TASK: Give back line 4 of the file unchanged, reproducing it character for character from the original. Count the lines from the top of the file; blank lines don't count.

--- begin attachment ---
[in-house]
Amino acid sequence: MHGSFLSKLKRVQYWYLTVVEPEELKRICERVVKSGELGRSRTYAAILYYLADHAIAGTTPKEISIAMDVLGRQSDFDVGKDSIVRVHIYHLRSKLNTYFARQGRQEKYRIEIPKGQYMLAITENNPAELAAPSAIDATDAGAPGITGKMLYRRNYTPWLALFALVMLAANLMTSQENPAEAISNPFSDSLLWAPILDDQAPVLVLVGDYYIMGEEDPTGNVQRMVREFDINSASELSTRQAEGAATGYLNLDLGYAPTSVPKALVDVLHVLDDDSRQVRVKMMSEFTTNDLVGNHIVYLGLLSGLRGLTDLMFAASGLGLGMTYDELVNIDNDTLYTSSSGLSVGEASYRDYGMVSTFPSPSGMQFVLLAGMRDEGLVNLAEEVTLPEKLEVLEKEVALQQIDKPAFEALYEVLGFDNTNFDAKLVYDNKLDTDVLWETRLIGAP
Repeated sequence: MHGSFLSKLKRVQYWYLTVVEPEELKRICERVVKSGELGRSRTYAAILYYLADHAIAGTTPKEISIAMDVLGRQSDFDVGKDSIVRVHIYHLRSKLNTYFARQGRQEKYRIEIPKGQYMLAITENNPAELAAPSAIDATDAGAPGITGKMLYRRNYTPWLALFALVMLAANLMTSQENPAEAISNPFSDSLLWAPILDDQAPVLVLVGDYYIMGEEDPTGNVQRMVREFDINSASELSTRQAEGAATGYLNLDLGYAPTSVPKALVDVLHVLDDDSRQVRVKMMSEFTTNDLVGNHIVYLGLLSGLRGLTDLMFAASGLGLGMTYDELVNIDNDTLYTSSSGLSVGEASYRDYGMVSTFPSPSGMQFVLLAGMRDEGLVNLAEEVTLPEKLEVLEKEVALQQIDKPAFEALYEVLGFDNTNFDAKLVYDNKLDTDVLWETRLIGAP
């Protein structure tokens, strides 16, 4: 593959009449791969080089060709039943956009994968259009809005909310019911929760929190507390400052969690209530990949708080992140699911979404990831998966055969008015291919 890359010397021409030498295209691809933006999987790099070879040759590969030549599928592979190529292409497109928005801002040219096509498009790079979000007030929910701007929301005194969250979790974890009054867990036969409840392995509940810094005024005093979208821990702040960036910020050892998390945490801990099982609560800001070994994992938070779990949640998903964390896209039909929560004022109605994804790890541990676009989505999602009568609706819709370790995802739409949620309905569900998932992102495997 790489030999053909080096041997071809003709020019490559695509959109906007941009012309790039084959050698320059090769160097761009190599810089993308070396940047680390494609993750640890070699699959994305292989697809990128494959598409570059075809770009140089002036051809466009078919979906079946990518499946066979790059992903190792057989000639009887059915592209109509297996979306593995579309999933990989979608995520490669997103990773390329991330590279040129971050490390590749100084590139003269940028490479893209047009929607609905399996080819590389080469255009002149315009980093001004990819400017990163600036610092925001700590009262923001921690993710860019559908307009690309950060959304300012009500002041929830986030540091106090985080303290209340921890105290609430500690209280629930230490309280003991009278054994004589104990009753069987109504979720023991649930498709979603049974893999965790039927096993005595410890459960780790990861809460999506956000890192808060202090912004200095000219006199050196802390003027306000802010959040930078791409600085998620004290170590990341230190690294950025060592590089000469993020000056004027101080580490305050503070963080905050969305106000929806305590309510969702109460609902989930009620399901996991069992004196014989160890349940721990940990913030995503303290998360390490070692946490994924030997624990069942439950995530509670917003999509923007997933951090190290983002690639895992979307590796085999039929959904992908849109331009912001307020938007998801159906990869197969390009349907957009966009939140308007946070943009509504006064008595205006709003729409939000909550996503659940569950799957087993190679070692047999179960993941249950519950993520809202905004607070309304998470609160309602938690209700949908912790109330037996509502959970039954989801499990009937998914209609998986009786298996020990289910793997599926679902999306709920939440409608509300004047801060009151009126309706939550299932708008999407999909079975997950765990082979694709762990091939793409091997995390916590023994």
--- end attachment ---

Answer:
């Protein structure tokens, strides 16, 4: 593959009449791969080089060709039943956009994968259009809005909310019911929760929190507390400052969690209530990949708080992140699911979404990831998966055969008015291919 890359010397021409030498295209691809933006999987790099070879040759590969030549599928592979190529292409497109928005801002040219096509498009790079979000007030929910701007929301005194969250979790974890009054867990036969409840392995509940810094005024005093979208821990702040960036910020050892998390945490801990099982609560800001070994994992938070779990949640998903964390896209039909929560004022109605994804790890541990676009989505999602009568609706819709370790995802739409949620309905569900998932992102495997 790489030999053909080096041997071809003709020019490559695509959109906007941009012309790039084959050698320059090769160097761009190599810089993308070396940047680390494609993750640890070699699959994305292989697809990128494959598409570059075809770009140089002036051809466009078919979906079946990518499946066979790059992903190792057989000639009887059915592209109509297996979306593995579309999933990989979608995520490669997103990773390329991330590279040129971050490390590749100084590139003269940028490479893209047009929607609905399996080819590389080469255009002149315009980093001004990819400017990163600036610092925001700590009262923001921690993710860019559908307009690309950060959304300012009500002041929830986030540091106090985080303290209340921890105290609430500690209280629930230490309280003991009278054994004589104990009753069987109504979720023991649930498709979603049974893999965790039927096993005595410890459960780790990861809460999506956000890192808060202090912004200095000219006199050196802390003027306000802010959040930078791409600085998620004290170590990341230190690294950025060592590089000469993020000056004027101080580490305050503070963080905050969305106000929806305590309510969702109460609902989930009620399901996991069992004196014989160890349940721990940990913030995503303290998360390490070692946490994924030997624990069942439950995530509670917003999509923007997933951090190290983002690639895992979307590796085999039929959904992908849109331009912001307020938007998801159906990869197969390009349907957009966009939140308007946070943009509504006064008595205006709003729409939000909550996503659940569950799957087993190679070692047999179960993941249950519950993520809202905004607070309304998470609160309602938690209700949908912790109330037996509502959970039954989801499990009937998914209609998986009786298996020990289910793997599926679902999306709920939440409608509300004047801060009151009126309706939550299932708008999407999909079975997950765990082979694709762990091939793409091997995390916590023994």